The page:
Next Sunday’s Readings – March 13, 2016
Fifth Sunday of Lent
Isaiah 43:16-21 Philippians 3:8-14 John 8:1-11
As we approach Easter each year, the grocery stores and shopping malls fill with candy eggs chicks, bunnies, and butterflies. While some people think these images distort the real reason for the season, others recognize in them signs of the abundant and transformed new life that awaits those who are baptized into the death and resurrection of Jesus Christ. Baptism invites each of us into a new beginning. The images of water in the reading from Isaiah can help us reflect on this reality. Through the waters of Baptism the Lord “opens a way . . . and a path” for us. The powers of evil in our lives are “quenched like a wick.” Then the Lord does “something new” in us. The water “springs forth” from within the wasteland of our hearts to create a river of new life (Isaiah 43:16, 17, 19). Little by little our dry deserts are transformed into lush gardens for the praise and honor of God.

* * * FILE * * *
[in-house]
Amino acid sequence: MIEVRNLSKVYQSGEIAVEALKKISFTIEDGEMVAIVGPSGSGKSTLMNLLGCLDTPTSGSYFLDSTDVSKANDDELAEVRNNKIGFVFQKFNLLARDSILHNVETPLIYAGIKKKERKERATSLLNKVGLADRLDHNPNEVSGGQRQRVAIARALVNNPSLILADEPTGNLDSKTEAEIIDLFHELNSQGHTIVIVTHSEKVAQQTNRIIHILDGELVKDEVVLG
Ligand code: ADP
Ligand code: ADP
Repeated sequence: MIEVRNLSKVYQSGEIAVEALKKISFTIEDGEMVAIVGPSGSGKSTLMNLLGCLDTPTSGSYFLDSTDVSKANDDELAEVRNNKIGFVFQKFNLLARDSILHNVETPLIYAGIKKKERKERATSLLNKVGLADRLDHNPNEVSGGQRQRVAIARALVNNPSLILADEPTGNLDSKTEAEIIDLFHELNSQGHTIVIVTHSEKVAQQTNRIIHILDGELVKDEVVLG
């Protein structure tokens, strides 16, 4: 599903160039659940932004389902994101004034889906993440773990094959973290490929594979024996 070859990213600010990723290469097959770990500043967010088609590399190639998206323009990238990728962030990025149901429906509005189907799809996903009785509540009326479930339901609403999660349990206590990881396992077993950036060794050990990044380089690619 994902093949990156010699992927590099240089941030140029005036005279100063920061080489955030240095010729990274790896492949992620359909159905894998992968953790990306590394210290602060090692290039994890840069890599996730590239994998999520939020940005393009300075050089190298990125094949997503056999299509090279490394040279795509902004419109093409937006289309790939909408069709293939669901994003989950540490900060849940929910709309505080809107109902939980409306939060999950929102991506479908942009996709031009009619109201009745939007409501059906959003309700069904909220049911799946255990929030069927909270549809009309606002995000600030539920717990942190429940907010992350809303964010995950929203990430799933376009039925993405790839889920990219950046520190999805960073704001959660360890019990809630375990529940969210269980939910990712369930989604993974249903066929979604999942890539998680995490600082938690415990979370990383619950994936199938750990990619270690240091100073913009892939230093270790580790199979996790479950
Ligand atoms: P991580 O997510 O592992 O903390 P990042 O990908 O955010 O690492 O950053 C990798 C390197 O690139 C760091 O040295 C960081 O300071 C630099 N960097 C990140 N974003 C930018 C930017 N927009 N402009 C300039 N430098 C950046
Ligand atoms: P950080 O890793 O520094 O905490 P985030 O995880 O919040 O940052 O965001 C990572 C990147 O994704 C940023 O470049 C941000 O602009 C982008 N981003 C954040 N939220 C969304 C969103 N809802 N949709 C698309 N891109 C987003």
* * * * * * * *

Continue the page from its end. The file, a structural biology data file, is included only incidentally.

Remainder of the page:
This is the scenario that St. Paul describes in the selection from Philippians. Reading his words, we can almost envision a baby chick discarding its cracked shell and a new butterfly forfeiting its empty cocoon as “so much rubbish” compared to the “supreme good” of the new lives they have begun (Philippians 3:8). But Paul is quick to point out that Baptism is just a beginning. There is a lifetime to be lived in pursuit of “perfect maturity,” our “upward calling, in Christ Jesus” (Philippians 3:12, 14). In the Gospel, Jesus echoes this lesson. He rescues the woman from her oppressors, offering her a new life with the words “Neither do I condemn you.” Then he invites her to begin anew: “Go, and from now on do not sin any more” (John 8:11). As we approach Easter, Jesus is inviting each of us to be fully transformed by the new life that was begun in us in the waters of Baptism.